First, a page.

Each episode has a link below it to it's page on the Internet Archive. Additionally I may also provide links to where I've uploaded it in video form at YouTube or Vimeo.
Keep in mind that this page is not always the most up to date. For the latest content I suggest that you subscribe through iTunes or Stitcher
This is the premier episode. George Ortega, Trick Slattery, and Chandler Klebs talk, define some terms, and talk about why free will is impossible and how they explain it in their books they published. There are many things from both science and religion that conflict with the belief in free will. It was this idea that inspired us to start this podcast.Internet Archive YouTube Vimeo
Trick Slattery, George Ortega, and Jamie Soden talk about the hedonic imperative or pleasure principle. We seek pleasure and avoid pain. This is just one of many reasons we don't have a free will. People keep doing what feels good(pleasure) and try to avoid what feels bad(pain). Upon this is our basis for morality. Some people derive pleasure from doing what they feel is right for someone else even when it may hurt them at the moment. So even altruism falls under this category.Internet Archive YouTube Vimeo
What has the universe compelled you do feel today? Nick Vale, George Ortega, and Jamie Soden talk about the importance of knowing we don't have free will. This is a big change in our consciousness that we will benefit from but perhaps not everyone is ready for it. Some people don't get it. Mostly likely it's because they don't want to.Internet Archive YouTube Vimeo
Chandler, George, Jamie, Felicia, David, and Will talk about responsibility, the criminal justice system and how the truth of our unfree will fits into all of this. We also talk about the common fears and myths surrounding the topic that keeps people from accepting the most basic truth of human will. Some people believe that humans gain the ability to make choices and at a certain age become morally or legally responsible for their. Some people fear that without this fundamental belief in human responsibility that our existing legal system will collapse. What is clear is that any system based on libertarian free will must be changed to reflect the truth that our wills are causal.Internet Archive YouTube Vimeo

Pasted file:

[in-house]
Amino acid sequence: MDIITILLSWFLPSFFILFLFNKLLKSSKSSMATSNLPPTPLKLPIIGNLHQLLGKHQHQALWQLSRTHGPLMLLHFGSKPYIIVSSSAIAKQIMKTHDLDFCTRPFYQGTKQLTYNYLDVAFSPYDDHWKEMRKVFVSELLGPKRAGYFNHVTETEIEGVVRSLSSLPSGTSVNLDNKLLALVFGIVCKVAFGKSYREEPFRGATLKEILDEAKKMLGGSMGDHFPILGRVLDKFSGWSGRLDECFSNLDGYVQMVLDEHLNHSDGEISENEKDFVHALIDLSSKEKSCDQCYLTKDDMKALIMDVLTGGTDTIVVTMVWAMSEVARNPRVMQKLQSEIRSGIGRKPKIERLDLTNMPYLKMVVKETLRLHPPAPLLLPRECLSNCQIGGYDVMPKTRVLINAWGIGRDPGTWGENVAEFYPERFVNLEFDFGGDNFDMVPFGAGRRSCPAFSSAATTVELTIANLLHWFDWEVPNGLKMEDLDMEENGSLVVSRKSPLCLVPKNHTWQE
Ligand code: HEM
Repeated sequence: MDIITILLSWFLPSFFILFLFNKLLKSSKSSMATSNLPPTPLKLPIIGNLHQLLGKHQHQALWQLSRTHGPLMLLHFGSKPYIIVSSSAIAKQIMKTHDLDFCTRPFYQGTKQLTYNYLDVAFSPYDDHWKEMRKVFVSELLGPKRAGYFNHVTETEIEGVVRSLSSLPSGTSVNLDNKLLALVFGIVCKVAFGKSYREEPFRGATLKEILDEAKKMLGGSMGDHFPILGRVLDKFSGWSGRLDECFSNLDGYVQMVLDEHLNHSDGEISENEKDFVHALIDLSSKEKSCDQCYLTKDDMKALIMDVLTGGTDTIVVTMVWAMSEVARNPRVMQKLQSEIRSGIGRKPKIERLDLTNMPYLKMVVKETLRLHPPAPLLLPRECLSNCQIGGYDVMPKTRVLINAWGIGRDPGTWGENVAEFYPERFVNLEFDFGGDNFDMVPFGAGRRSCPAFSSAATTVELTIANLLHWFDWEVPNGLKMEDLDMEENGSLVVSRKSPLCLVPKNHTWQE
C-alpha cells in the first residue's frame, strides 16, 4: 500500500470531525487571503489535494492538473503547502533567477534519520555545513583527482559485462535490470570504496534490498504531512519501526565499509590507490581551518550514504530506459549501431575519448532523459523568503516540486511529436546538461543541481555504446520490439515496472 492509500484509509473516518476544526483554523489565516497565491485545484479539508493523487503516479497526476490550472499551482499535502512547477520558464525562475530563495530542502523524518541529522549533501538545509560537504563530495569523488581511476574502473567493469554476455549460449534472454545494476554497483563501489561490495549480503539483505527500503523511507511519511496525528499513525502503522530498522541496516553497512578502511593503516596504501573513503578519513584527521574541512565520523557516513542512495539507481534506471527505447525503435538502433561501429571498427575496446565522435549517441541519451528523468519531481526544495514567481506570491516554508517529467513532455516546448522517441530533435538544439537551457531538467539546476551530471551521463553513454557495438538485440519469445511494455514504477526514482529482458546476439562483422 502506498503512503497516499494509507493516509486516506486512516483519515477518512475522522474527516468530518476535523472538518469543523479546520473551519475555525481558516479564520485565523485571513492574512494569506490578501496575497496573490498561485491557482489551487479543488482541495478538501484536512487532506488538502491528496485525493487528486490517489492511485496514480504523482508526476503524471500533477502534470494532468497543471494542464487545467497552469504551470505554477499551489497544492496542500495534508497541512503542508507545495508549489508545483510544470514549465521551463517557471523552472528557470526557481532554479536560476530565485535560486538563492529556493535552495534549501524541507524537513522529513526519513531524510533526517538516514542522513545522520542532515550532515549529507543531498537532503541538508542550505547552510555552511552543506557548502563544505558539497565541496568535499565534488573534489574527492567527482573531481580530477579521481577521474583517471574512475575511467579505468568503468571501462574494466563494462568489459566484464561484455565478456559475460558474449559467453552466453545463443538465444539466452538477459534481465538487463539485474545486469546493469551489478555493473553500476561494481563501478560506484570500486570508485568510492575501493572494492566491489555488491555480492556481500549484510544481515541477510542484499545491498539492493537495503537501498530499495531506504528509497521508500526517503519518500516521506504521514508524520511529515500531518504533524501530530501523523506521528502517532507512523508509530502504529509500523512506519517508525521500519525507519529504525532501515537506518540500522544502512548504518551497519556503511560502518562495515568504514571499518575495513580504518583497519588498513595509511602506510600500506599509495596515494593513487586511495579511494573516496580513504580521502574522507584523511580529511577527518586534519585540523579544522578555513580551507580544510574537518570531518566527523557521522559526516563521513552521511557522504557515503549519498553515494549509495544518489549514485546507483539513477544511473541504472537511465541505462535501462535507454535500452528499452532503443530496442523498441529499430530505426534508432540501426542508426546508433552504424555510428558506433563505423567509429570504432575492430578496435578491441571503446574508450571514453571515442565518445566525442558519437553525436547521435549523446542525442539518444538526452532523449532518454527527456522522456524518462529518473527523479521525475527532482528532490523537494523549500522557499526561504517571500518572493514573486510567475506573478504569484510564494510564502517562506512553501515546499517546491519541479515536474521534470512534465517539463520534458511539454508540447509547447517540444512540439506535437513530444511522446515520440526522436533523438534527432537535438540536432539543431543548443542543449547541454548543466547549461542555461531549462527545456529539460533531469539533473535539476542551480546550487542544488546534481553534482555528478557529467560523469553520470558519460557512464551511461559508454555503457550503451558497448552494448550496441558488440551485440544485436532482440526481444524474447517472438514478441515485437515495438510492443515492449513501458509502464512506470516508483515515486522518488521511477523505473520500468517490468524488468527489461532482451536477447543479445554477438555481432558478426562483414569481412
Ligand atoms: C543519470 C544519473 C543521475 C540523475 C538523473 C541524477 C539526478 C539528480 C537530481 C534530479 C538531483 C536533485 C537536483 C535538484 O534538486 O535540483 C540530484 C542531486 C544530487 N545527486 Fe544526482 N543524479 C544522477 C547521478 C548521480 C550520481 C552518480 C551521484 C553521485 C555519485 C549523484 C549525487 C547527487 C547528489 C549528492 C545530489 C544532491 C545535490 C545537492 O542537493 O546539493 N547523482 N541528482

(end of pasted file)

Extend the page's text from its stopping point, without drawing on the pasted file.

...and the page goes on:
Chandler Klebs and George Ortega talk about why academics don't understand why free will is an illusion. Even when they do understand it, what keeps them from promoting this message? George thinks that they are unable to overcome their emotional needs to believe that things are different than what the evidence suggests.
Chandler Klebs and George Ortega talk about why academics don't understand why free will is an illusion. Even when they do understand it, what keeps them from promoting this message? George thinks that they are unable to overcome their emotional needs to believe that things are different than what the evidence suggests.Internet Archive YouTube Vimeo
Chandler Klebs and George Ortega talk about the logical conflict between an omniscient god who knows the future with the belief that we can freely choose to do differently than what god knows we can do. Choosing contrary to god's knowledge makes god wrong. What does this imply for people who believe in prophecy while also believing that we have genuine choice and our future is not written?Internet Archive YouTube Vimeo
Chandler Klebs and George Ortega talk about our plans for this podcast and how we will recruit cohosts and publish the recordings. We send group emails and set up Skype sessions with a variety of cohosts and talk about what is most interesting to them. It's not that difficult to join us. If you have an interest in the free will debate you can easily contact us. Our official website has a form you can fill out.Internet Archive YouTube Vimeo